Posted by: atowhee | April 13, 2020

SEEING RED

All winter long one or two Red-breasted Nuthatches are regularly at our feeders.  They  take both sunflowers seeds and suet.  They sometimes cache one or the other.  They appear, serious, focused on food and are rarely heard.  Now ’tis spring and an attitude adjustment is noticed  I am sometimes seated outside and Red’s curiosity causes him to linger, to watch, perhaps to ponder.

In the above sequence I think he may be cleaning off his beak?  Or did he find a convenient crevice in the bark where he could cache a tidbit?

THE UN-RED

The bird population in our garden changes almost daily now.  The eight greedy squirrels persists and are likely the same gang I saw back in October.  But coming and going is part of migration season.
All the Audubon;s Warblers are gone.  Two myrtles continue, for now.  I am down to one junco.  A month ago I could see twenty or more on the pavement and ground at once.  Most have gone off to nest in some dense conifer forest. The only flock left in the garden is of siskins, around ten of them.  The Bushtit flock has dispersed into two-part nesting units.  The Black-capped Chickadees, Bewick’s Wrens and Spotted Towhees often come as a pair now.  Ditto the nesting Bushtits.  The wrens often give me a song or two.  Today I heard a siskin singing, completer with its rising-pitch zzzzzzzzzt at the song’s finale. They and the lingering Golden-crowned Sparrows will depart soon. And I don’t see Chestnut-backed Chickadees as regularly as I would back in January.  Flickers and Downys are about and occasionally use the suet.  Starlings–every day in almost any season.  Robins are about  but never deign to eat our offerings.  I have seen four swallow species this year but none passing overhead at our house, yet.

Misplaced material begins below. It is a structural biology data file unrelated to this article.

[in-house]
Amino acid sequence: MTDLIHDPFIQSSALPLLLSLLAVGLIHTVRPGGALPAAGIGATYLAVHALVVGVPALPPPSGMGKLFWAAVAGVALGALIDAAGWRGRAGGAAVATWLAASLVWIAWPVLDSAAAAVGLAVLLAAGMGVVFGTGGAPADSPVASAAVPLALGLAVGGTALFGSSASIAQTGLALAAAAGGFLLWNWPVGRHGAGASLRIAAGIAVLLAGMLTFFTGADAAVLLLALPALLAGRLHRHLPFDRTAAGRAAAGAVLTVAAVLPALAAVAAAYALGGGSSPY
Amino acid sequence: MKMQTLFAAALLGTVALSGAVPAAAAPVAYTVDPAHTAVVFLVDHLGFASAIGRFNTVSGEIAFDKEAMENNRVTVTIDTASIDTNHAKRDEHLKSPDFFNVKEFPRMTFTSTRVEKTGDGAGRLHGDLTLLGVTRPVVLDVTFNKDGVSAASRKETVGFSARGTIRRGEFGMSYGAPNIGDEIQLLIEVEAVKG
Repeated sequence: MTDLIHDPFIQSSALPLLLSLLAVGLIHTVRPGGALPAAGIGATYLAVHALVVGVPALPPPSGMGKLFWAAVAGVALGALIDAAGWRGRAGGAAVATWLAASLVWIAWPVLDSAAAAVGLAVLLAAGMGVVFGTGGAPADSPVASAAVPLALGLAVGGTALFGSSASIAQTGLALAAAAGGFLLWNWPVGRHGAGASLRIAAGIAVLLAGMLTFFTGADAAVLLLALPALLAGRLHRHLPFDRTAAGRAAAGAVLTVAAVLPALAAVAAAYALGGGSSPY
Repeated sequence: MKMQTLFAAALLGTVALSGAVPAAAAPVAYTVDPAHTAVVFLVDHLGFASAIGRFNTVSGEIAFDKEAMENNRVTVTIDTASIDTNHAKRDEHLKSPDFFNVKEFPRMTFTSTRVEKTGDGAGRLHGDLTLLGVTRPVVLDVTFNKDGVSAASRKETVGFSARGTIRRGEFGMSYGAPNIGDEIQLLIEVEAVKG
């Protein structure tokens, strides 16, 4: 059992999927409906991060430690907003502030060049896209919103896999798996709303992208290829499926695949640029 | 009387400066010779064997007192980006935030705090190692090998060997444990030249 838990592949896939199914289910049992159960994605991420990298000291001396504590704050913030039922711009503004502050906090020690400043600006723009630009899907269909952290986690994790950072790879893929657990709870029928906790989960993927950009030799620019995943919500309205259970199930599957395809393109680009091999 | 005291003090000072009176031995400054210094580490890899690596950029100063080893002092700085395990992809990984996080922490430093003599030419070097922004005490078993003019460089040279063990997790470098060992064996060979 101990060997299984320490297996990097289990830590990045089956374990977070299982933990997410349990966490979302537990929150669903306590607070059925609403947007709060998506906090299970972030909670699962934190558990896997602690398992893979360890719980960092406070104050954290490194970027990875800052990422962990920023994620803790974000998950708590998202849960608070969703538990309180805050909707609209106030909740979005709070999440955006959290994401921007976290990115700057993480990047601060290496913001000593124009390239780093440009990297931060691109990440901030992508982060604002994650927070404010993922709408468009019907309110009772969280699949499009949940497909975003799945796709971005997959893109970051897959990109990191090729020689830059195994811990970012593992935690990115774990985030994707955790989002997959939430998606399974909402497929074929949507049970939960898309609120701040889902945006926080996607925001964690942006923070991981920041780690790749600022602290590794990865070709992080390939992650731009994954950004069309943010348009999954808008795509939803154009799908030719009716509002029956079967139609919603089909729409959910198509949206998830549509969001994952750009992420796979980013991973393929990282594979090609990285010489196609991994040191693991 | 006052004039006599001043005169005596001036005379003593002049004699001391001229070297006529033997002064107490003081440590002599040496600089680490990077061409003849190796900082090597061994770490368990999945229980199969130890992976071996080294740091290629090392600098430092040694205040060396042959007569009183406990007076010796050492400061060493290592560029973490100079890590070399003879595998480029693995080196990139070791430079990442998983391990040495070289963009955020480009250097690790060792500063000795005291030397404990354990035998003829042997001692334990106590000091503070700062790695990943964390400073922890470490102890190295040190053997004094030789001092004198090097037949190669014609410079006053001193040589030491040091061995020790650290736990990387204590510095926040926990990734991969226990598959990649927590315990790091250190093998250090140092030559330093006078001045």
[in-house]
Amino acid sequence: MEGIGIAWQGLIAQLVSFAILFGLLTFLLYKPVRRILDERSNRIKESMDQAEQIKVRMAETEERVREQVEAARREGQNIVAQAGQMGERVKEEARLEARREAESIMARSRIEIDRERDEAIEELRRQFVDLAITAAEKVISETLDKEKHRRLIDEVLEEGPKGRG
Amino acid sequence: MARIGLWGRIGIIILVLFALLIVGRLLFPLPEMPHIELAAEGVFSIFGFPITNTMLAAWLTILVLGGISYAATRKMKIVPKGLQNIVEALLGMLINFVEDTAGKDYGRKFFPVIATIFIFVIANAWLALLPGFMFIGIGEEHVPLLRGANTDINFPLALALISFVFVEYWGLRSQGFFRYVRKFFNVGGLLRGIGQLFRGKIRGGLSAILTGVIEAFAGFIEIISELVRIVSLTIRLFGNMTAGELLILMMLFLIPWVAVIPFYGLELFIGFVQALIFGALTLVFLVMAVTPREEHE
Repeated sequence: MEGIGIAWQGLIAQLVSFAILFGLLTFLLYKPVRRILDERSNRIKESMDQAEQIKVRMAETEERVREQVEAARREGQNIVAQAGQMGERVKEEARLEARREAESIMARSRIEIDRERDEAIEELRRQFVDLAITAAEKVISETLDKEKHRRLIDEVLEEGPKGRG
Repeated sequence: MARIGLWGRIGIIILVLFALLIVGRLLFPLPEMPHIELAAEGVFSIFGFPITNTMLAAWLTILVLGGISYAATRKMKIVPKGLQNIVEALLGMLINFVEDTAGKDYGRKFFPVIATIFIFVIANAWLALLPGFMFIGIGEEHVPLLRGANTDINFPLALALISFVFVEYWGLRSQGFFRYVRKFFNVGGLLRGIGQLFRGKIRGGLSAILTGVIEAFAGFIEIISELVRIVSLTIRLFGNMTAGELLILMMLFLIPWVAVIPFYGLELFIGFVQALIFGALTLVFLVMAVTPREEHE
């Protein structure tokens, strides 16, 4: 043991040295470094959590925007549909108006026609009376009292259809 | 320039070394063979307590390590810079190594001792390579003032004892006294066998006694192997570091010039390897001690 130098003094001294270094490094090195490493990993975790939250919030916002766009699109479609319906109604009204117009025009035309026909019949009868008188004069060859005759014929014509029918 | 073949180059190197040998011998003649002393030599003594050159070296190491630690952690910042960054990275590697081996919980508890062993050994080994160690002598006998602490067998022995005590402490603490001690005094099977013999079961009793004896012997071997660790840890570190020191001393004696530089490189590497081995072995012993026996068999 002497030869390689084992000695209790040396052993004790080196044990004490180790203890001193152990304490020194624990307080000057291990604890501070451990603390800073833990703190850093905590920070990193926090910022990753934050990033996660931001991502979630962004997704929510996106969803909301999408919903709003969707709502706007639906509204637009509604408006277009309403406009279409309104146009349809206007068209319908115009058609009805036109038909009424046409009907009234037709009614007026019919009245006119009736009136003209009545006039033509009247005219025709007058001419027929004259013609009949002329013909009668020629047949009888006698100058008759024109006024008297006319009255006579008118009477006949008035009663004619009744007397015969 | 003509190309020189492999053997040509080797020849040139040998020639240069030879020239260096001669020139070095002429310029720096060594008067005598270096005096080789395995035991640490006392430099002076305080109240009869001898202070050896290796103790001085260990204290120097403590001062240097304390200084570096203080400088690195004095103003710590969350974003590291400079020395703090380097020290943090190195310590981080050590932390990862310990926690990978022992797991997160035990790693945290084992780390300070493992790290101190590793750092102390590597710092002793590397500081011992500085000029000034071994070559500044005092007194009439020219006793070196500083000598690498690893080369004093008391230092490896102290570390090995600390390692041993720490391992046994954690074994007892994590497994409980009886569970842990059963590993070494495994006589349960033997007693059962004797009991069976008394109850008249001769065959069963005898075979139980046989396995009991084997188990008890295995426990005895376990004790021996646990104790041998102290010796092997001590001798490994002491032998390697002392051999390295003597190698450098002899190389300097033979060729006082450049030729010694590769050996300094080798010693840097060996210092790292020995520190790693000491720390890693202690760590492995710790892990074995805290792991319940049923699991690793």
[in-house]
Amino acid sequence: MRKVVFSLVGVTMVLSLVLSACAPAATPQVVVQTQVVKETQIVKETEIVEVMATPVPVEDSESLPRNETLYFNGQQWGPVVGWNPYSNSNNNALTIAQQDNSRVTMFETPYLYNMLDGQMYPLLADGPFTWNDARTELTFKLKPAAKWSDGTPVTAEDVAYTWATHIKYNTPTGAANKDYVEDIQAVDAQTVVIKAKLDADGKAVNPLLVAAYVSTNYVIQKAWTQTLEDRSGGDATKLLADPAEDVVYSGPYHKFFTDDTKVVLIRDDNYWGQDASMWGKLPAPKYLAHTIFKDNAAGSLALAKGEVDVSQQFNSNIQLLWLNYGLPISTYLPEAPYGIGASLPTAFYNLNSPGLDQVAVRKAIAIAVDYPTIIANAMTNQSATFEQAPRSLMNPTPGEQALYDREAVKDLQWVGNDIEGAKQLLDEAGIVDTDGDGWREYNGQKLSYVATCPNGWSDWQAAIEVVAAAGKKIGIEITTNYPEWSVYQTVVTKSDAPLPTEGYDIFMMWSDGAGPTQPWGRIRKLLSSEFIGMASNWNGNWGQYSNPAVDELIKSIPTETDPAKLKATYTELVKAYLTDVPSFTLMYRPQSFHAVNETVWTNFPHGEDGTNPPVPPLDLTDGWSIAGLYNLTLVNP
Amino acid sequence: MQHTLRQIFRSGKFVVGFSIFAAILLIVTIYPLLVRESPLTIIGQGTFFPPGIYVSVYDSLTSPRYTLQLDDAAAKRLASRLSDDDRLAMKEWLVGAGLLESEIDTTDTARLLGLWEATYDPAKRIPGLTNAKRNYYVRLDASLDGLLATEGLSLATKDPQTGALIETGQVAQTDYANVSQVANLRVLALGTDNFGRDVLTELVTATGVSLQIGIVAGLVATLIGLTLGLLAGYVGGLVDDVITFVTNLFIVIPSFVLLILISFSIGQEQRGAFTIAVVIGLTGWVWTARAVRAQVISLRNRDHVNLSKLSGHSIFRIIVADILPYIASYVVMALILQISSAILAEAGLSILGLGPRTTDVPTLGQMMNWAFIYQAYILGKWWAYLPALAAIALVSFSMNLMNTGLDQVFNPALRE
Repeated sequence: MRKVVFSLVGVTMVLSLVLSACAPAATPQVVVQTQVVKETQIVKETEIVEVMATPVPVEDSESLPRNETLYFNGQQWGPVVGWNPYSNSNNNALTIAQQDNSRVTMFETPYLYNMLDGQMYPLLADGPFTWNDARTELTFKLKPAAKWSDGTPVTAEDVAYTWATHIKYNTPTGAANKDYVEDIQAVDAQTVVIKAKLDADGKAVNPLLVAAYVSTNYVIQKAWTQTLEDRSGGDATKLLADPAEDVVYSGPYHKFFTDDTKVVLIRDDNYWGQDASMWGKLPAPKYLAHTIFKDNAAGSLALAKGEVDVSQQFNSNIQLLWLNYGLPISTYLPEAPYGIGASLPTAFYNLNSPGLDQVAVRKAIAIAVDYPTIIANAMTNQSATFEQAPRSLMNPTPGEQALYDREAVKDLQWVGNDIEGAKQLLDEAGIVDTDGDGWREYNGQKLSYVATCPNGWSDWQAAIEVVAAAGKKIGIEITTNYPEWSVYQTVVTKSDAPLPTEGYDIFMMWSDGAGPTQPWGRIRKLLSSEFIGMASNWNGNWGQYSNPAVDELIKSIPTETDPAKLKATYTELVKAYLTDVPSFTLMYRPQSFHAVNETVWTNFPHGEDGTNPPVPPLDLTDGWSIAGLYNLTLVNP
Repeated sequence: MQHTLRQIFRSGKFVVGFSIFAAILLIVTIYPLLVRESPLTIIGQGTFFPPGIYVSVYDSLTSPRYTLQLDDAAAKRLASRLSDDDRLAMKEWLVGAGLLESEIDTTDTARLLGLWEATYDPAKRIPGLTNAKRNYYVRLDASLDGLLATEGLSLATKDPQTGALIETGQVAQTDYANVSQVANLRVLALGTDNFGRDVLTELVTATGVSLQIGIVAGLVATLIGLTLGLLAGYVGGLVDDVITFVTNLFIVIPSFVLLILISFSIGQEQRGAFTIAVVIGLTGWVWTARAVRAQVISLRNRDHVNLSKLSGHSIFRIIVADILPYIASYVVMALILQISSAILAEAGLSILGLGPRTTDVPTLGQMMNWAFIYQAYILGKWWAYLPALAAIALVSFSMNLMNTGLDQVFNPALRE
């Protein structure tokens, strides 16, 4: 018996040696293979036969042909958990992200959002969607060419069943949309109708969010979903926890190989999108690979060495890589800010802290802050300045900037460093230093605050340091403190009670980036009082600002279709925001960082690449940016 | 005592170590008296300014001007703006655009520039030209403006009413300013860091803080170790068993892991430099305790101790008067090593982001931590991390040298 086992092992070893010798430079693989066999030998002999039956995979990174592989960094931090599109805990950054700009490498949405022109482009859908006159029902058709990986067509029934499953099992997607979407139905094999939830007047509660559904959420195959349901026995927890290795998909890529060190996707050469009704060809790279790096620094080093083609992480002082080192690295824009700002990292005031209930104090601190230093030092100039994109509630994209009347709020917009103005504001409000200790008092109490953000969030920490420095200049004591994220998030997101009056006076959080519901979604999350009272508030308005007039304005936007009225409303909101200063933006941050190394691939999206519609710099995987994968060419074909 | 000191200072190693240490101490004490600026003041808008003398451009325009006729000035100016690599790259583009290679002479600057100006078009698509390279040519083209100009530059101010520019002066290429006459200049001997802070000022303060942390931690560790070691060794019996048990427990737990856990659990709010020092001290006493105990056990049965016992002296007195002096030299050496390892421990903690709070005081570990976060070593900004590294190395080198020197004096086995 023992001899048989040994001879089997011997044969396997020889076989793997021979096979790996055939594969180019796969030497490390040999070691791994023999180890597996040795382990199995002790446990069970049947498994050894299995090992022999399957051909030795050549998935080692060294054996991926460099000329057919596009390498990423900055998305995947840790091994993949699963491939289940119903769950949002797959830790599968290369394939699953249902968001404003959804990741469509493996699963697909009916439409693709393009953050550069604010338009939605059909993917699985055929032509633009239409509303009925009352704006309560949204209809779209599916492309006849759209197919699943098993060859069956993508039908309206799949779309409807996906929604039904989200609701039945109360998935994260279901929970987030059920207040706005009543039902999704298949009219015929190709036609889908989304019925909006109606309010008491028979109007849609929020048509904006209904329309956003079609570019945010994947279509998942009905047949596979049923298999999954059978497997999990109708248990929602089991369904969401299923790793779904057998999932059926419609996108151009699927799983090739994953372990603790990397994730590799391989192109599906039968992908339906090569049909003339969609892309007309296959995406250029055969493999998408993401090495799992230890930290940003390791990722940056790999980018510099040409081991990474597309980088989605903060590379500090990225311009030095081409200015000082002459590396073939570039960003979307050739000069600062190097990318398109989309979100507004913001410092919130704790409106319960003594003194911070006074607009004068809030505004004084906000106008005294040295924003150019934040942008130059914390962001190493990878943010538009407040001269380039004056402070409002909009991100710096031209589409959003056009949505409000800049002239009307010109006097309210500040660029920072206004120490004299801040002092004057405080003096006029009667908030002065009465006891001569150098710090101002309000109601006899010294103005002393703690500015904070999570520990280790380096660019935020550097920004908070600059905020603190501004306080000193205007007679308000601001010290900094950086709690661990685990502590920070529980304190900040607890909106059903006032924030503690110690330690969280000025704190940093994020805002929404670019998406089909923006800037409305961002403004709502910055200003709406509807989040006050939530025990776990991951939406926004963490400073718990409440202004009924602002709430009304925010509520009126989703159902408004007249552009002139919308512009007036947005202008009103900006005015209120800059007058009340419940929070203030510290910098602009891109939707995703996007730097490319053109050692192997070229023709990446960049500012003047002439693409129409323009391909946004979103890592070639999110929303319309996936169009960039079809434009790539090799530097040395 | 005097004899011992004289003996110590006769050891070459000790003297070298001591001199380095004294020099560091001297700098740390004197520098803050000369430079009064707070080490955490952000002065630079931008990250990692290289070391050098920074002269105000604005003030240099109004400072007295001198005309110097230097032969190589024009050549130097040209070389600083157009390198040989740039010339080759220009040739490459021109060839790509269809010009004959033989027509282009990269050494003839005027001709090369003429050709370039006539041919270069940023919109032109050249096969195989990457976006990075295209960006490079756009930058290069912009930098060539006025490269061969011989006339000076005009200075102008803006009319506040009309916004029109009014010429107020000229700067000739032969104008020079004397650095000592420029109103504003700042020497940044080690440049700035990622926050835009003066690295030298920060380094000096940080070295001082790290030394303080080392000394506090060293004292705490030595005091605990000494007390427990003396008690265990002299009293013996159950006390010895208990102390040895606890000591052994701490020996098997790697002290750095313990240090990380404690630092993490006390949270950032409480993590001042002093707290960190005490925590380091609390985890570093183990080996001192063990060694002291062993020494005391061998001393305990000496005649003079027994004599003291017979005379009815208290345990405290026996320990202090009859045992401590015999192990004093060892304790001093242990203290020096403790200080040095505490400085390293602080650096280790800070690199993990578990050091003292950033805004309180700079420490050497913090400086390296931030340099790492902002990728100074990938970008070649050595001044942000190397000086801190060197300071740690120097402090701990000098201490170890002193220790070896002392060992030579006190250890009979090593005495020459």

Smart deer at Linfield College, and towhee in bush there as well.  Male towhee on cement in our garden.

Above: Acorn Woodpecker in oak, where else?  Robin in grass, where else?  BC Chickadee at suet, naturally.

CALL OF THE OPEN ROAD     When the trees are too far apart, take the best route available:

Just hangin’SQRL--WHY (2)


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